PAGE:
Quite a day they had at North Texas today when Todd Dodge and other officials revealed the football team had 15 positive drug tests over a month of testing in late September and earlier this month.
Fifteen is pretty bad, but the real mind-blower was hearing Dodge himself decided to test 86 players, basically everyone on scholarship (UNT has 80 this season due to APR penalties) and a few more. The entire process took over three weeks.
Let's see, any volunteers out there in the Big 12, SEC, C-USA or (ahem) Mountain West care to drug-test their entire teams? Didn't think so.
After hearing Dodge today, I'm wondering how this initially played out. Apparently, there were performance issues in practice and probably in games (UNT is winless) that led either Dodge or staffers to believe the wacky weed was being passed a little too much on personal time. What does a doped-up football player exactly look like in pads and a helmet? He must be pretty darn easy to tackle.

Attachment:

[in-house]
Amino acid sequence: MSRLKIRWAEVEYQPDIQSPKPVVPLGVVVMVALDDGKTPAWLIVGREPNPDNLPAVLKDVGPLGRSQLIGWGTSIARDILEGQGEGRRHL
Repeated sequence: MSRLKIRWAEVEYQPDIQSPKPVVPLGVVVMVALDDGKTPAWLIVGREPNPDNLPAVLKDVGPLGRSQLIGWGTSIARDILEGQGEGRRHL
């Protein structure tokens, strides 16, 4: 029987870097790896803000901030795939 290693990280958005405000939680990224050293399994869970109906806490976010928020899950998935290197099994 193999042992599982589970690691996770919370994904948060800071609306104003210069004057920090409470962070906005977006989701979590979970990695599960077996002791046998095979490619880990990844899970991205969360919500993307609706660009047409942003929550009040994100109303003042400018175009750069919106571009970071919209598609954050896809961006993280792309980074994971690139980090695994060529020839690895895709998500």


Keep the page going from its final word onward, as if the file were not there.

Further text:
In all seriousness, this is somewhat fascinating, given Dodge may have unwittingly created a headache for his slicker-funded colleagues out there. If voluntarily testing one's entire team grows legs as a national story and it's widely revealed you can do this for about $2,500, might reporters covering every program in the FBS ask coaches or ADs what the heck is taking so long? Without even knowing it, Dodge could be a trendsetter.
He isn't, however, a coach willing to sacrifice players to lower the heat for an 0-8 start. For starters, UNT was 0-3 when the testing procedure began. I actually read this moronic assertion on a message board -- one that from personal dealings has some of the most irrationally vitriolic and misinformed/misguided inhabitants found in cyberspace. This particular theory deserves a felony arrest by the stupid police.
Was Dodge naive to put himself and UNT under this kind of a public microscope? Maybe. Was it the right thing to do now that we know he had legitimate concerns about a struggling program he's run for less than two seasons -- and one that we now also understand could use an off-field scrubbing, too? Unquestionably.
Just say no, kids.